Doing the research for this blog, I found that most people fear public speaking more than a long list of phobias, including spiders, dentists, heights, and being buried alive. Some surveys even report that people fear death less than public speaking, sparking the old joke that if you attend a funeral you’d probably be more comfortable in the coffin than giving the eulogy.
I’m no exception to this fear - though I don’t want to be buried alive either. Even in front a group of friends or colleagues, the thought of standing up and presenting fills me with dread. Despite this, recently I’ve had to talk about my current policy area to large audiences. I work on improving leadership, which added to my nerves - who better to give a talk on strong, confident leadership than someone who is petrified by the thought of it?
Nevertheless, instead of fleeing to an abandoned mine until things blew over, I went through with it and spoke to three different audiences, each of around 200 people. Paradoxically, perhaps, I did this because, to some extent, I’m not a naturally confident leader. That is, I recognised that this was an area where I could develop. It’s also incredibly helpful that I have a supportive, empowering team. Even though I knew I’d be terrified, I knew that when I stood up I’d be ready, because I could trust my team to help me. That support and trust is a crucial catalyst for development.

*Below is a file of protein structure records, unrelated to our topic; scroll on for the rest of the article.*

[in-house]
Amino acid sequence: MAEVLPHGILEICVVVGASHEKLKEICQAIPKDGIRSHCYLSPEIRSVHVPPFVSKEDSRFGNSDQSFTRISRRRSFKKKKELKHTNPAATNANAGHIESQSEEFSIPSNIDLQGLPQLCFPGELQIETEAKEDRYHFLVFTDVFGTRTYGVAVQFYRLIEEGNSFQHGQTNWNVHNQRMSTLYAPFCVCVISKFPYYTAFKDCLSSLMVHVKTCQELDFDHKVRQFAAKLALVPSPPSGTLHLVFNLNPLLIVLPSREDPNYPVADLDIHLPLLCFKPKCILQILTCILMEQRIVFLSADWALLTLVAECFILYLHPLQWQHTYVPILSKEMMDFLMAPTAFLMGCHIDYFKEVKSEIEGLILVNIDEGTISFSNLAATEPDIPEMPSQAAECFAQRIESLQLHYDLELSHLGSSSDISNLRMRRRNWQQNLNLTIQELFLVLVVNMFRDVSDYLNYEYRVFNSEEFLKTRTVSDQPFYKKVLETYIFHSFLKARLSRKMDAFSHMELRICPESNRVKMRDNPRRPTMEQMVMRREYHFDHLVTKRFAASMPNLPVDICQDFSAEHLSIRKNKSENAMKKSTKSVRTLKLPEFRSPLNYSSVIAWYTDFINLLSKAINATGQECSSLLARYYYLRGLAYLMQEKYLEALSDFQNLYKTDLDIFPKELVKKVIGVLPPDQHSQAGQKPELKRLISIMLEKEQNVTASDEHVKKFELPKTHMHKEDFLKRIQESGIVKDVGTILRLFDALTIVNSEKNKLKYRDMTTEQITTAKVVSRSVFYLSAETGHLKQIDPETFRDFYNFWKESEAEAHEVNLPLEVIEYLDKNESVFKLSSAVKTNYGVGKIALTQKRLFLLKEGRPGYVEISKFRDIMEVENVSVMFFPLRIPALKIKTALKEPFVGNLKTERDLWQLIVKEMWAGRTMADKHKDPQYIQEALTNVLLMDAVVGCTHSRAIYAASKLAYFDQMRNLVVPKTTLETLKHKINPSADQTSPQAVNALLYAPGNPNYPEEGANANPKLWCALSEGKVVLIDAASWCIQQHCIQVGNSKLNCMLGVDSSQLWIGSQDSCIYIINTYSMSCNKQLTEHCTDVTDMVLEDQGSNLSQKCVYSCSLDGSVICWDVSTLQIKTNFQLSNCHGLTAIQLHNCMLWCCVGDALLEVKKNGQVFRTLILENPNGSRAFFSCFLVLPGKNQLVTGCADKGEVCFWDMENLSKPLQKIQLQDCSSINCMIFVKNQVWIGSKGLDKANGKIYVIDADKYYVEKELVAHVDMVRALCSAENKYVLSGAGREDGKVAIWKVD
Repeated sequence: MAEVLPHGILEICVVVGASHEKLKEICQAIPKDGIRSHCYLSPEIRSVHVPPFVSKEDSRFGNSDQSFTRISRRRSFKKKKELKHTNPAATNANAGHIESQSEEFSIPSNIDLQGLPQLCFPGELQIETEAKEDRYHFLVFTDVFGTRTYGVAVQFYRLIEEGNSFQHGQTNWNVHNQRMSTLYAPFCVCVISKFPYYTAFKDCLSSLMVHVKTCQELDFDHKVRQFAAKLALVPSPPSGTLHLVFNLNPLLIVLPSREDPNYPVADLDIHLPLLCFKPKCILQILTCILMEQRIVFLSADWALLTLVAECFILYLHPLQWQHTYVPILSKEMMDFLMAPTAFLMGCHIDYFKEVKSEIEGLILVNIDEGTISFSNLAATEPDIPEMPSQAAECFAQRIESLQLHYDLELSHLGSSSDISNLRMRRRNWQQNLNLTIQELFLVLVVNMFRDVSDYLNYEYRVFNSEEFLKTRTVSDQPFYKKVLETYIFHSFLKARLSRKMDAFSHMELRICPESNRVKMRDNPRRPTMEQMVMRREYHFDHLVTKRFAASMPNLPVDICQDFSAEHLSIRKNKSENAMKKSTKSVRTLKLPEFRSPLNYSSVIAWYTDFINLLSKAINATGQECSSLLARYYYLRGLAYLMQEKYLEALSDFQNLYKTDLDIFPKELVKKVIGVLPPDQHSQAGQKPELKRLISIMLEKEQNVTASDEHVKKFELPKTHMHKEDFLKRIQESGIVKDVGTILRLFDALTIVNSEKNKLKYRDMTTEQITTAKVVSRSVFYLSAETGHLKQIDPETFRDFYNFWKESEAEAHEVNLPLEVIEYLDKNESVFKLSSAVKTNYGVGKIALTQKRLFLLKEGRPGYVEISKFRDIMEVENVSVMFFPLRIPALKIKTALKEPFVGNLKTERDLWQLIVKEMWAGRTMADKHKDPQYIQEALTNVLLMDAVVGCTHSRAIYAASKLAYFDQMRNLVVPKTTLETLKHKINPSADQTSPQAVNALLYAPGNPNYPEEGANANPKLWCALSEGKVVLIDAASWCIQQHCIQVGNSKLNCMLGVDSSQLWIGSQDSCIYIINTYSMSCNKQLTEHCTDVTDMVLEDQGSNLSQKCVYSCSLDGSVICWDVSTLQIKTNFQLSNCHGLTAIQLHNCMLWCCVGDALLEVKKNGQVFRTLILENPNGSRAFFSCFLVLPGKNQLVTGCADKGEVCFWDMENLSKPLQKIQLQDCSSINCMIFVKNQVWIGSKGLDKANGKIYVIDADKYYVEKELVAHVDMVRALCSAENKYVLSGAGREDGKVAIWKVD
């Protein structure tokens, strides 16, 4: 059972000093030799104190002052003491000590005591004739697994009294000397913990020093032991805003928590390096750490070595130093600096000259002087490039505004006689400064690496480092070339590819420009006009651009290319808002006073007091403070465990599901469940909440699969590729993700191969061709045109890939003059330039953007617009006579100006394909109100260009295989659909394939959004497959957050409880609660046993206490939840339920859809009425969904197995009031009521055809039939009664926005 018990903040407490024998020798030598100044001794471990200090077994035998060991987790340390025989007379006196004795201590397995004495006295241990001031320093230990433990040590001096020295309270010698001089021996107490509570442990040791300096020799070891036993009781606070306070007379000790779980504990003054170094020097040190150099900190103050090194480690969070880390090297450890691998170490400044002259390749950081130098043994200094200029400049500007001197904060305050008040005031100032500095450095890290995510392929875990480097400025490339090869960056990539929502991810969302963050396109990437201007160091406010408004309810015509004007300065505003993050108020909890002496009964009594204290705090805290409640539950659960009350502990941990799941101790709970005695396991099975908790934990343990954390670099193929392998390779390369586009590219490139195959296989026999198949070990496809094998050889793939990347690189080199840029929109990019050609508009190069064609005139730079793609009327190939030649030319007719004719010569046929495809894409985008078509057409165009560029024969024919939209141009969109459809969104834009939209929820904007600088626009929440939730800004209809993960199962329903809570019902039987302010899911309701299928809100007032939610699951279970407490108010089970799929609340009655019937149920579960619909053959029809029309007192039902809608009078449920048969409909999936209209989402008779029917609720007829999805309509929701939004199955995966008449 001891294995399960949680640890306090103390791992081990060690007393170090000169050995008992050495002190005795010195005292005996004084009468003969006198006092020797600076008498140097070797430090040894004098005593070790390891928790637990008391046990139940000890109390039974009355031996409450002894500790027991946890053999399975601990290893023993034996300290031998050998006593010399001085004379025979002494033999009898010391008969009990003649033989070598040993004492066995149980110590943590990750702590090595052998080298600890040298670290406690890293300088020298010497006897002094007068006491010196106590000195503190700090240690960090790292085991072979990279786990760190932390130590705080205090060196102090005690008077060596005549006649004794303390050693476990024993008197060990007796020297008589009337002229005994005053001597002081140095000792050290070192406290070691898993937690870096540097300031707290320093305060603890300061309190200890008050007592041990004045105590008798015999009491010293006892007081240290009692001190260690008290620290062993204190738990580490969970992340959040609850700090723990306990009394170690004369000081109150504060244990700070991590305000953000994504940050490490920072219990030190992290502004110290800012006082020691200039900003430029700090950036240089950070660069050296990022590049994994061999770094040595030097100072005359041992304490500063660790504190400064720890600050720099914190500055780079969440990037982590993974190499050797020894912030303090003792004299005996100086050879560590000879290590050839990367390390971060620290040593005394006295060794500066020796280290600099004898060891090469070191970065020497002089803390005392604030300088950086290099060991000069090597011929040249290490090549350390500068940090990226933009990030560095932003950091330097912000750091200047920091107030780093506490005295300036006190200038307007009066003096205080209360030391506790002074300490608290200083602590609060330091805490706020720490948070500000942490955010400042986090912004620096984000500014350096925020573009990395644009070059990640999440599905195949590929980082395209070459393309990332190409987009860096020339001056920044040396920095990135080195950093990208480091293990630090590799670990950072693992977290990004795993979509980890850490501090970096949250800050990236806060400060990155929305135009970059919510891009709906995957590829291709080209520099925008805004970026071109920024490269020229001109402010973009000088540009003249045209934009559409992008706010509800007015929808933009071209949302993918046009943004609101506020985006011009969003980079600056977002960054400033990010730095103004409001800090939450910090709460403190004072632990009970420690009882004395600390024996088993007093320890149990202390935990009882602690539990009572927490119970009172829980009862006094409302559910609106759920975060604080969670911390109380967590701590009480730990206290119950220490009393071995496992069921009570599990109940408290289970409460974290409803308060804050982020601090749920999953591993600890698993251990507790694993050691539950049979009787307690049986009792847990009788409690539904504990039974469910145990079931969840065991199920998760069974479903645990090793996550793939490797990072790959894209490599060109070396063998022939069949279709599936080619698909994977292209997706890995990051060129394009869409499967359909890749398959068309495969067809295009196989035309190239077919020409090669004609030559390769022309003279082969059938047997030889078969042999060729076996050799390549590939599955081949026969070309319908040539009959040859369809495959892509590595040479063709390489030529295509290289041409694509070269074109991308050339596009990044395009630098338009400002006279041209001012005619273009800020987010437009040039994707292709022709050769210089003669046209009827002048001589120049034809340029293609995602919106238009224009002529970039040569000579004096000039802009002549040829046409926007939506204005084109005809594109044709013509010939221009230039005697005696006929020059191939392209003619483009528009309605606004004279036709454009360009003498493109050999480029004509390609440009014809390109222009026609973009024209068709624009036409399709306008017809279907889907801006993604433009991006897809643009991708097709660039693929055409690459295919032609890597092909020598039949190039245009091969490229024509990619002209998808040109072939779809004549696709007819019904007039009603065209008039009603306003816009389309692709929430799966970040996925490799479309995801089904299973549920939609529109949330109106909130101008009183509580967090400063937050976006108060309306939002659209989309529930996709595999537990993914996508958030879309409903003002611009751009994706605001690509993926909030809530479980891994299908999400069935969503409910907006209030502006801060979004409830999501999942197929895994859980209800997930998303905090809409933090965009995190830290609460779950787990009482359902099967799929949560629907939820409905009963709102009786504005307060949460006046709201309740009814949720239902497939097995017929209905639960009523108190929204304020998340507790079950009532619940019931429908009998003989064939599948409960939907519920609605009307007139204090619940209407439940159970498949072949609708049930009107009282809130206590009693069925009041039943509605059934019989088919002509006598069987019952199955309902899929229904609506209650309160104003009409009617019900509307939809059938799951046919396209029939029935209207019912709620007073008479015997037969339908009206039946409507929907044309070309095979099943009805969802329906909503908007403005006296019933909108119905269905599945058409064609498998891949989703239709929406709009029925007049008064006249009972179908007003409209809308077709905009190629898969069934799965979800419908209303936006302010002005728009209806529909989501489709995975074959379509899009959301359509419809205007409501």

In fact, the preparation has been the most useful aspect of this journey. It’s where I did the actual developing, rather than when I am on stage.
When I’m preparing to speak, I make sure that I involve my team, my mentor, my friends and - vitally - the event organiser. This means that I can get the audience on my side by tailoring what I say to them, even if that’s just a throwaway joke or a comment about whatever is in the news that day. I also make sure I can get feedback from the audience to review after the event, so I can use that to be better for the next event. This means that when I stand up in front of the audience it’s not so much about me and how scared I am, it’s about everyone that has fed in so far and how far I’ve come already.
Every time I speak, I’m building on wherever I got to before. My performance isn’t so much about me any more, it’s a collective representation of the accumulated audience feedback and suggestions from colleagues I’ve had so far. It’s easier to talk to an audience of hundreds when you’ve got your own mob standing behind you (figuratively).
All this makes it easier. I’m less nervous every time, knowing that I have this support network in the organisation that I’ve been drawing on.
I don’t think I’ll ever find public speaking completely comfortable. I just don’t think I have that sort of personality. But I do believe that going through the process has helped me develop and added something to the message I’m trying to get across about leadership. After all - as I’ve come to appreciate - who better to give a talk on strong, confident leadership than someone who is petrified by the very thought of it? Who, indeed!